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New migrants rescued in the Mediterranean. A tilting effect from East to Center?

(B2) The 'Frankfurt am Main', the support ship for the European military operation in the Mediterranean Sea (EUNAVFOR MED / Sophia) took charge this Tuesday (March 29) of 105 people from an inflatable boat in distress about 50 kilometers north of Tripoli (Libya ), including 51 women and two children. The boat which contained them was destroyed, considered " as an obstacle to navigation ". The survivors were then transferred to the Italian frigate “Grecale”, which is participating in the Italian operation. Safe Sea. Since May 7, 2015, German ships have thus participated in the management of “ of 12.613 people in distress » specifies the general staff of the German navy.

At the same time, other migrants were taken care of by the Libyan coast guard and the Italian navy. Since Monday, around 3000 people have been rescued. And on Sunday, 129 migrants were rescued by the British oceanographic vessel Enterprise.

A reopened road

This corresponds, overall, to what I observed when I was on board the Cavour in mid-March: the Libyan route is reopened, with arrivals of around 800-900 people on average per day. Seeing this as a consequence of the closure of the eastern route (via Turkey and Greece) – as some observers seated in their armchair with ruler and compass see it – is a hypothesis. But, in fact, it is above all the favorable weather, calm seas, which allow Libyan and Egyptian traffickers to resume their “business”.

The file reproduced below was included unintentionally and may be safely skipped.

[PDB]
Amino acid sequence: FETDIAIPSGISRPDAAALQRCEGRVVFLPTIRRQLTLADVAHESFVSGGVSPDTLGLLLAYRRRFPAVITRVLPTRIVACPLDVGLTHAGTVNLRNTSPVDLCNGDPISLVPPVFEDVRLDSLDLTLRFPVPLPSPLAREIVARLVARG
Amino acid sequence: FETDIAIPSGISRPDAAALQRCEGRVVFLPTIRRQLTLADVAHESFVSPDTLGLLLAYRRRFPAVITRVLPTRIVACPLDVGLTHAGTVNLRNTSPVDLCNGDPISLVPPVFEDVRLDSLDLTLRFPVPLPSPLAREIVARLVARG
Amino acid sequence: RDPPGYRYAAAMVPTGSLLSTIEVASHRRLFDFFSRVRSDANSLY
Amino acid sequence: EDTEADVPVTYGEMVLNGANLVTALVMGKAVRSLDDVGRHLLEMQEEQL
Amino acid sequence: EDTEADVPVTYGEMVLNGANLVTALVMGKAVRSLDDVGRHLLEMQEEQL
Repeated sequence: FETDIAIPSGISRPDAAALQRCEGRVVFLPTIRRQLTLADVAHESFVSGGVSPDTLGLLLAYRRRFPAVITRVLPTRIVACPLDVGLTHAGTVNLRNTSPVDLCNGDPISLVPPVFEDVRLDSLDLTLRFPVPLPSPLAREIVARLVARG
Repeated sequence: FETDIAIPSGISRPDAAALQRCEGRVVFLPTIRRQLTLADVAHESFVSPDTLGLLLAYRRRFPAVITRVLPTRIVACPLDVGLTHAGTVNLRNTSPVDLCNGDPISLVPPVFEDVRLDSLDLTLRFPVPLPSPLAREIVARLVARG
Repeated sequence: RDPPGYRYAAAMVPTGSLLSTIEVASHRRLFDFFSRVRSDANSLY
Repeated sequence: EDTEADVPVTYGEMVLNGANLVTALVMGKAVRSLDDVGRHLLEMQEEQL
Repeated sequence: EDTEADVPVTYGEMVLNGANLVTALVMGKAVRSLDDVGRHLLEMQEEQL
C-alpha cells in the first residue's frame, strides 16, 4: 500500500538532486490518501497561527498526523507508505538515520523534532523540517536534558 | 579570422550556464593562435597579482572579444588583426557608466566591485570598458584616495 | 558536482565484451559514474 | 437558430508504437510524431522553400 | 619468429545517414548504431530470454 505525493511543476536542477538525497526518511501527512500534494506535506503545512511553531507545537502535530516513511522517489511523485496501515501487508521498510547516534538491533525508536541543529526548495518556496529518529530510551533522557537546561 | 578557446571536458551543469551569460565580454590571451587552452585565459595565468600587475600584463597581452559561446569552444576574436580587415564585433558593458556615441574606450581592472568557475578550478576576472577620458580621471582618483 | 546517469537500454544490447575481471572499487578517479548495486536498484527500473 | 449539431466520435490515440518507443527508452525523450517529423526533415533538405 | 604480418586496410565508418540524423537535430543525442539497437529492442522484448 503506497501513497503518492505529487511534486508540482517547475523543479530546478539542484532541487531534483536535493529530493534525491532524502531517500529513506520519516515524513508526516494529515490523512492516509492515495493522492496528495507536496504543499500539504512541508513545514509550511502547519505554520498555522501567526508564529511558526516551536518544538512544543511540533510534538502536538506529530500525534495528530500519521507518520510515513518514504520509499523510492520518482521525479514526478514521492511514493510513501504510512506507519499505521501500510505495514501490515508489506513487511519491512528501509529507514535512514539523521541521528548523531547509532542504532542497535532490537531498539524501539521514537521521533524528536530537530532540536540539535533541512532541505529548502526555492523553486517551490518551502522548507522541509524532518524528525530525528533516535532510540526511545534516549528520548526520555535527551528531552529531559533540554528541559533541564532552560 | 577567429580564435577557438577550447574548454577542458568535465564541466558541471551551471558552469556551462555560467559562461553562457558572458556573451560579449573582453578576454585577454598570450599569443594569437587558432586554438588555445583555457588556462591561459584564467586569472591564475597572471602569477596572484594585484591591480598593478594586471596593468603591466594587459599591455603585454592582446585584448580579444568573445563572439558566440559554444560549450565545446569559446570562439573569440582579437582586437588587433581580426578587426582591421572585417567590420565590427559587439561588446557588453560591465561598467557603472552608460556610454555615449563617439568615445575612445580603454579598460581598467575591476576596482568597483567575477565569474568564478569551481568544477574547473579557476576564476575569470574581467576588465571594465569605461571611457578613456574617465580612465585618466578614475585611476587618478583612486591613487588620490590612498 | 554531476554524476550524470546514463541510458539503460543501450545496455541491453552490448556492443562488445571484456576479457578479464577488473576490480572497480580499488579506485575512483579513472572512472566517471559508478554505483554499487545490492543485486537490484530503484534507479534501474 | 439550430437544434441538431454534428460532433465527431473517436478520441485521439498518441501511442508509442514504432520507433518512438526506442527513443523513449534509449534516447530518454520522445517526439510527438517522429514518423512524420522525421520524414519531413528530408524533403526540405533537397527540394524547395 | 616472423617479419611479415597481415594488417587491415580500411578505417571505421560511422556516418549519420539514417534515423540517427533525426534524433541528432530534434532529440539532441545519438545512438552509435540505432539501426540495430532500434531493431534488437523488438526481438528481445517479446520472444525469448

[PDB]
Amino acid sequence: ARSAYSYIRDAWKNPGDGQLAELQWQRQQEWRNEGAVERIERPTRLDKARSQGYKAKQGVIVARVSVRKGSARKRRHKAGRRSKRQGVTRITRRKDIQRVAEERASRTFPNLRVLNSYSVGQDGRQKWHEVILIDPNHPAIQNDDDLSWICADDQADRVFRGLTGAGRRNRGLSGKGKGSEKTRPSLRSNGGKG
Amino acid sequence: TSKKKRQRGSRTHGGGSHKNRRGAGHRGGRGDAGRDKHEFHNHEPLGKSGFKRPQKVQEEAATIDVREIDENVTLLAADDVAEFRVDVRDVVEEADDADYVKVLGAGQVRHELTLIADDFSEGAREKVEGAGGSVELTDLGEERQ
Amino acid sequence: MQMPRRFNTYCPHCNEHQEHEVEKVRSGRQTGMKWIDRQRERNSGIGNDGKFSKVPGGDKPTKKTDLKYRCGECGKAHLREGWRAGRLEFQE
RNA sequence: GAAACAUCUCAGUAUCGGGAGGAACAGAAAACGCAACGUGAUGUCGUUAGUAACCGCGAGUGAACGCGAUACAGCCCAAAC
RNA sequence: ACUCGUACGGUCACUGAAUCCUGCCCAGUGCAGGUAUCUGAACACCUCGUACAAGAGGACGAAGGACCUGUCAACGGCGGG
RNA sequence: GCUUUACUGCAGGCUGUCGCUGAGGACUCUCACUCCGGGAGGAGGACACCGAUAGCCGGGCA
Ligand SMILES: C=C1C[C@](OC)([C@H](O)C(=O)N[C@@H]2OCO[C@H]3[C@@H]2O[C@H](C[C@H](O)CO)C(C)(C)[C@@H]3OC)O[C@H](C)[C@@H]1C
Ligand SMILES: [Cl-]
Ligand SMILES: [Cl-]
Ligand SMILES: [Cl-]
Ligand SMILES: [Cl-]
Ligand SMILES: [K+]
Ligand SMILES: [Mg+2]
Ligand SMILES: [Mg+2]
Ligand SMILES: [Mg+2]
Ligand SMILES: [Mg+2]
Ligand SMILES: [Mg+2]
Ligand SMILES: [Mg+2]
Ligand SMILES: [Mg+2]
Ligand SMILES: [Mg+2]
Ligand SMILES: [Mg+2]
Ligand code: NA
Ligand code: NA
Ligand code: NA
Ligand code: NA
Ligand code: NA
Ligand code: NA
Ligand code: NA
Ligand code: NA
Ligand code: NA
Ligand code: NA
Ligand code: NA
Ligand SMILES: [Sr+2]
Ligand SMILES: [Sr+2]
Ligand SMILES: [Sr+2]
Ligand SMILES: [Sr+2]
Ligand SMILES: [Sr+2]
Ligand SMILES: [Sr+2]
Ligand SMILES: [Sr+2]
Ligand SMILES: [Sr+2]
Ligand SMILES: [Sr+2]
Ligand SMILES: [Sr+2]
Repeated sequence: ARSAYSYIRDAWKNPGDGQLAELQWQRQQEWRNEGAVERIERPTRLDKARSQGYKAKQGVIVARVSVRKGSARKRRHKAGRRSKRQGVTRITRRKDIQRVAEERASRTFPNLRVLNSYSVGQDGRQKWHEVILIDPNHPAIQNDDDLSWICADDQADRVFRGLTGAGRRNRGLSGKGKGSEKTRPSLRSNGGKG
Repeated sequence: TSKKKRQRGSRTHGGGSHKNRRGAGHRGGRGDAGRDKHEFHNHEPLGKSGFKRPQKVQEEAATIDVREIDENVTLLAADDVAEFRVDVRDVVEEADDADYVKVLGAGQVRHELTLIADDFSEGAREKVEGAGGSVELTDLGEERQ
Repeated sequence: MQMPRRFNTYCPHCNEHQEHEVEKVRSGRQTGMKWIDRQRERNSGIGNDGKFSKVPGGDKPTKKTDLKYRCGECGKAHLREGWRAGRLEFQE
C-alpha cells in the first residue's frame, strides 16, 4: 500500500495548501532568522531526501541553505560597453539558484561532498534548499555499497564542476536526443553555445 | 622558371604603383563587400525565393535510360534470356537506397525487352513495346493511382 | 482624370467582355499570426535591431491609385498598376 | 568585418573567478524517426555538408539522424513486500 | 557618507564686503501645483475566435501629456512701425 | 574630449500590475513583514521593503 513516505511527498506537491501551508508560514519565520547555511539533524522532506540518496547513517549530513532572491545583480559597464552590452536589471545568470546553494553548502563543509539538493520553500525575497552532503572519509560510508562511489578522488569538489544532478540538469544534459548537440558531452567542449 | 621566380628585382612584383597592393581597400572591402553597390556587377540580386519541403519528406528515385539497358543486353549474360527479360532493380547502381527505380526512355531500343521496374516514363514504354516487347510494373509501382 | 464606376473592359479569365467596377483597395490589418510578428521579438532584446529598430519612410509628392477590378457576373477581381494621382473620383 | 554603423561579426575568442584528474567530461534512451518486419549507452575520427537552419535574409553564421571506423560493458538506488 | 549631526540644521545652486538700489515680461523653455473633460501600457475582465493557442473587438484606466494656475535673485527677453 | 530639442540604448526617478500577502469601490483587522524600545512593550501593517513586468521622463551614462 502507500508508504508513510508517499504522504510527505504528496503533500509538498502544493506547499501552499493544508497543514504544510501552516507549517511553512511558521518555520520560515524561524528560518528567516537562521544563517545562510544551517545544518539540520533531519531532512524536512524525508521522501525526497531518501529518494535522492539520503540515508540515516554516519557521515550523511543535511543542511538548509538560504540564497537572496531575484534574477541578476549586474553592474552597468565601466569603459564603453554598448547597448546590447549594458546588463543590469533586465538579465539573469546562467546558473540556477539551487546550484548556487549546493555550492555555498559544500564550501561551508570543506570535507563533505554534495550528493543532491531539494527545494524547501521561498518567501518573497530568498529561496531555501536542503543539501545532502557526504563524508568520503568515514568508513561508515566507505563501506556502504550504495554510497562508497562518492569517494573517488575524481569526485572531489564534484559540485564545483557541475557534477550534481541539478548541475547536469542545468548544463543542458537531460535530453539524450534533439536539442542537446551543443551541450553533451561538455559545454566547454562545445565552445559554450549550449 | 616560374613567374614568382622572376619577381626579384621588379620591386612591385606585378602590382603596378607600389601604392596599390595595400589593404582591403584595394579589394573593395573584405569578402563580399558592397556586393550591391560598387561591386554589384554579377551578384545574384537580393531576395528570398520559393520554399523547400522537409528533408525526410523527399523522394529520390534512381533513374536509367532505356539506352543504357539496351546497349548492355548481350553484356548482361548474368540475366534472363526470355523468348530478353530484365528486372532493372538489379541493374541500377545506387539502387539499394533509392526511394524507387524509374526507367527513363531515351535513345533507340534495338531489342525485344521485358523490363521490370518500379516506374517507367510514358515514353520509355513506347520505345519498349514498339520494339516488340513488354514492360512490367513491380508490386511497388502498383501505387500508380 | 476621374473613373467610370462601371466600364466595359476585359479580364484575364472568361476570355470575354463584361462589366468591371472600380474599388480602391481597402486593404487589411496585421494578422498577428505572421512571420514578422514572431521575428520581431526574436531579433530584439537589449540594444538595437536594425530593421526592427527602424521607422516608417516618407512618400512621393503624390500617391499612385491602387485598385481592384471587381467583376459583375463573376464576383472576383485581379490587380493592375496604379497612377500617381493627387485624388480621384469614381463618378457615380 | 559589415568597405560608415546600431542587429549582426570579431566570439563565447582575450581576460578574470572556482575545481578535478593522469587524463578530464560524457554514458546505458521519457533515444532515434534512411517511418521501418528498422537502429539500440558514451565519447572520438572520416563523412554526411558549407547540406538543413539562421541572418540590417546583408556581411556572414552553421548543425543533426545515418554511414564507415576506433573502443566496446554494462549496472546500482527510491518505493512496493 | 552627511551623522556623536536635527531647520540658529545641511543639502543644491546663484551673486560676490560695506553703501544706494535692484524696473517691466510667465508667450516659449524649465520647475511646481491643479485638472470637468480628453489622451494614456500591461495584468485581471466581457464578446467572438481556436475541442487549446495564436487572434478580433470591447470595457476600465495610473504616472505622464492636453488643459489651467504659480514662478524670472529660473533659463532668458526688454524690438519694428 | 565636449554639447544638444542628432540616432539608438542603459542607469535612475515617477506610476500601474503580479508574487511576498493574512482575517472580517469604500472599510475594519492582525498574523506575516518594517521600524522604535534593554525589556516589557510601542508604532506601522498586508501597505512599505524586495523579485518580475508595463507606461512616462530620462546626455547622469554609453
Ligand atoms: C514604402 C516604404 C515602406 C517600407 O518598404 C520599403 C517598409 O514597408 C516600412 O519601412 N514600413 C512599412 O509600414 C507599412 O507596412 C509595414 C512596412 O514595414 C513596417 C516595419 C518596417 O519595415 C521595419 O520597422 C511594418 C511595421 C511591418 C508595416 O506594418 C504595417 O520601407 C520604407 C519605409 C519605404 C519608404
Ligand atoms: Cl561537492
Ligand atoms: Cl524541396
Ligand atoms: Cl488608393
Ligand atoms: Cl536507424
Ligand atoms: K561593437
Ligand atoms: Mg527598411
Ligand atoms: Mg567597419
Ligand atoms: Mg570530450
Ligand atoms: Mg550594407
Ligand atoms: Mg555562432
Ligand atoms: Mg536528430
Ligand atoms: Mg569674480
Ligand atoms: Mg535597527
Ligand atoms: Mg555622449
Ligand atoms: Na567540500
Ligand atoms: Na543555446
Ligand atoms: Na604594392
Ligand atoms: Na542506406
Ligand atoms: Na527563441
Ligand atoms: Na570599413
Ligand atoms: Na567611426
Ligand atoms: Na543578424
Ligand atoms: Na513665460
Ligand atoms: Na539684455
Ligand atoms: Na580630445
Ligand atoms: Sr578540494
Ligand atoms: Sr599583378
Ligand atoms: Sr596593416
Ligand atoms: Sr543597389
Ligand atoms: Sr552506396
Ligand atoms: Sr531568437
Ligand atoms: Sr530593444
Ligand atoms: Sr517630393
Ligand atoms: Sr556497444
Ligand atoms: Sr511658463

Empty stocks

In a way, they are “selling out” the stocks of candidates for exile before a new campaign, as any trader would do before a new season. Except that this is not about goods. But of men, women and children. A way for them to promote their traffic to interested people. A bit like travel agencies promoting their vacation catalog in spring, it is about attracting new fans upon arrival in Europe.

Alternate routes within each major route

The idea of ​​switching from one route to another (from the eastern route to the central route) is often mentioned. It has a logic, seen from Europe. But it is not systematic. And those who encounter these migratory flows on a day-to-day basis, and whom I have consulted, remain very cautious. There are certainly see-saw effects between the western route (via Morocco and Spain, a route which is now closed) and the central route (via Libya and Italy), which both draw their human resources from Africa for a good part. There are certainly switching routes within the eastern route between Turkey and Greece: either via Bulgaria (now closed) or via the Balkans. Instead of the Belgrade Zagreb highway, one can go through Bosnia-Herzegovina, or Albania and then overland and the Adriatic.

A seesaw effect from East to West?

Imagining a switch from the eastern route (via Turkey) to the central route (via Libya) seems a little more complicated today. On the one hand, the trafficking networks are not systematically the same (even if there may very well be “joint ventures”). On the other hand, to arrive in Libya, coming from the East, unless you arrive by sea, in cargo ships or ferries (which is not always easy), you must today take a land route. Which requires going 1) either through Syria (at war), 2) or through Lebanon or Jordan, then Israel, and then to Egypt. However, most of these countries (Jordan and Egypt) have more or less consolidated their borders. Passages, via the Sea from Lebanon or Egypt to Libya, remain more realistic, however.

(Nicolas Gros-Verheyde)

Nicolas Gros Verheyde

Chief editor of the B2 site. Graduated in European law from the University of Paris I Pantheon Sorbonne and listener to the 65th session of the IHEDN (Institut des Hautes Etudes de la Défense Nationale. Journalist since 1989, founded B2 - Bruxelles2 in 2008. EU/NATO correspondent in Brussels for Sud-Ouest (previously West-France and France-Soir).